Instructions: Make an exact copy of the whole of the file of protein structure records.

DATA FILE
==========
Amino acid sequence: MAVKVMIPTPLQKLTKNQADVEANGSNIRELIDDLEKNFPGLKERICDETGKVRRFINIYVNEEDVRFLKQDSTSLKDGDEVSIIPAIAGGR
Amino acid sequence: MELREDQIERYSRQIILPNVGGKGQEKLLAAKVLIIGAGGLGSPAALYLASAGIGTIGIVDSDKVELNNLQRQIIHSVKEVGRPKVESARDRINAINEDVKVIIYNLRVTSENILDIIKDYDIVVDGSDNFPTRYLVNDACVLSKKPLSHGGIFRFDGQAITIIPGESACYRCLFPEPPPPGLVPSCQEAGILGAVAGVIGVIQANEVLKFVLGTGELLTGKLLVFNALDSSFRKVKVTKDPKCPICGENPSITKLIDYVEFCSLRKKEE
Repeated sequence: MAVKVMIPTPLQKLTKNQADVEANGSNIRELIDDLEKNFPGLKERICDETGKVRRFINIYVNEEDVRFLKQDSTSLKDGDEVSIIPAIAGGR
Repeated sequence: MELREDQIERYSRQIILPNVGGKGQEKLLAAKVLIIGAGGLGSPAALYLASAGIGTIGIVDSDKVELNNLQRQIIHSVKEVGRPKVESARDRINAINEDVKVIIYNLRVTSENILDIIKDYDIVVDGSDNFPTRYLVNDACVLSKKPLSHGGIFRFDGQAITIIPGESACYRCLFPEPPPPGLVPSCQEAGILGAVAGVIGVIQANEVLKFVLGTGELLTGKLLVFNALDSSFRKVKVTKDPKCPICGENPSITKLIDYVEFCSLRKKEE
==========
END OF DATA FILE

Amino acid sequence: MAVKVMIPTPLQKLTKNQADVEANGSNIRELIDDLEKNFPGLKERICDETGKVRRFINIYVNEEDVRFLKQDSTSLKDGDEVSIIPAIAGGR
Amino acid sequence: MELREDQIERYSRQIILPNVGGKGQEKLLAAKVLIIGAGGLGSPAALYLASAGIGTIGIVDSDKVELNNLQRQIIHSVKEVGRPKVESARDRINAINEDVKVIIYNLRVTSENILDIIKDYDIVVDGSDNFPTRYLVNDACVLSKKPLSHGGIFRFDGQAITIIPGESACYRCLFPEPPPPGLVPSCQEAGILGAVAGVIGVIQANEVLKFVLGTGELLTGKLLVFNALDSSFRKVKVTKDPKCPICGENPSITKLIDYVEFCSLRKKEE
Repeated sequence: MAVKVMIPTPLQKLTKNQADVEANGSNIRELIDDLEKNFPGLKERICDETGKVRRFINIYVNEEDVRFLKQDSTSLKDGDEVSIIPAIAGGR
Repeated sequence: MELREDQIERYSRQIILPNVGGKGQEKLLAAKVLIIGAGGLGSPAALYLASAGIGTIGIVDSDKVELNNLQRQIIHSVKEVGRPKVESARDRINAINEDVKVIIYNLRVTSENILDIIKDYDIVVDGSDNFPTRYLVNDACVLSKKPLSHGGIFRFDGQAITIIPGESACYRCLFPEPPPPGLVPSCQEAGILGAVAGVIGVIQANEVLKFVLGTGELLTGKLLVFNALDSSFRKVKVTKDPKCPICGENPSITKLIDYVEFCSLRKKEE